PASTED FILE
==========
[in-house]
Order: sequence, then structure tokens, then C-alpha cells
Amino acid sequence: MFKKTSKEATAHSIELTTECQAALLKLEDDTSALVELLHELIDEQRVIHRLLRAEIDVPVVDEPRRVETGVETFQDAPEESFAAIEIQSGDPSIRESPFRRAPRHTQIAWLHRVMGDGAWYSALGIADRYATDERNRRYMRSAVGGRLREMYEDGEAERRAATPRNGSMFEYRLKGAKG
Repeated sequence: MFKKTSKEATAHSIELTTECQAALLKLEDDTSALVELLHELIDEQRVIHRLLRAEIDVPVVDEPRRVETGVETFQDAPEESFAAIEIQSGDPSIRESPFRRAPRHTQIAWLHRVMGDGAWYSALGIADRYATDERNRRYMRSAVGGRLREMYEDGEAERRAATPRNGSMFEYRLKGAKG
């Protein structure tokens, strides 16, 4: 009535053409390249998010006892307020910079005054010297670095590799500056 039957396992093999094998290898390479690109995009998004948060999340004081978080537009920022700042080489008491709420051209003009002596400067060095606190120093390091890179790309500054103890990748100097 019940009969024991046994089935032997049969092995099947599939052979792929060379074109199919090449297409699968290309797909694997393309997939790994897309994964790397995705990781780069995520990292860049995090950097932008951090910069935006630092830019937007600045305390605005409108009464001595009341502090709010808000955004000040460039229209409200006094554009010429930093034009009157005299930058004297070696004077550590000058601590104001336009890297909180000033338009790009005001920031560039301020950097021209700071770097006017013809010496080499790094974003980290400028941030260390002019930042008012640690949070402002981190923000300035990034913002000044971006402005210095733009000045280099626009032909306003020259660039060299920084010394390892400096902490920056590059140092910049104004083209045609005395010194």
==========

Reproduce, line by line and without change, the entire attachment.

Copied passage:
[in-house]
Order: sequence, then structure tokens, then C-alpha cells
Amino acid sequence: MFKKTSKEATAHSIELTTECQAALLKLEDDTSALVELLHELIDEQRVIHRLLRAEIDVPVVDEPRRVETGVETFQDAPEESFAAIEIQSGDPSIRESPFRRAPRHTQIAWLHRVMGDGAWYSALGIADRYATDERNRRYMRSAVGGRLREMYEDGEAERRAATPRNGSMFEYRLKGAKG
Repeated sequence: MFKKTSKEATAHSIELTTECQAALLKLEDDTSALVELLHELIDEQRVIHRLLRAEIDVPVVDEPRRVETGVETFQDAPEESFAAIEIQSGDPSIRESPFRRAPRHTQIAWLHRVMGDGAWYSALGIADRYATDERNRRYMRSAVGGRLREMYEDGEAERRAATPRNGSMFEYRLKGAKG
């Protein structure tokens, strides 16, 4: 009535053409390249998010006892307020910079005054010297670095590799500056 039957396992093999094998290898390479690109995009998004948060999340004081978080537009920022700042080489008491709420051209003009002596400067060095606190120093390091890179790309500054103890990748100097 019940009969024991046994089935032997049969092995099947599939052979792929060379074109199919090449297409699968290309797909694997393309997939790994897309994964790397995705990781780069995520990292860049995090950097932008951090910069935006630092830019937007600045305390605005409108009464001595009341502090709010808000955004000040460039229209409200006094554009010429930093034009009157005299930058004297070696004077550590000058601590104001336009890297909180000033338009790009005001920031560039301020950097021209700071770097006017013809010496080499790094974003980290400028941030260390002019930042008012640690949070402002981190923000300035990034913002000044971006402005210095733009000045280099626009032909306003020259660039060299920084010394390892400096902490920056590059140092910049104004083209045609005395010194």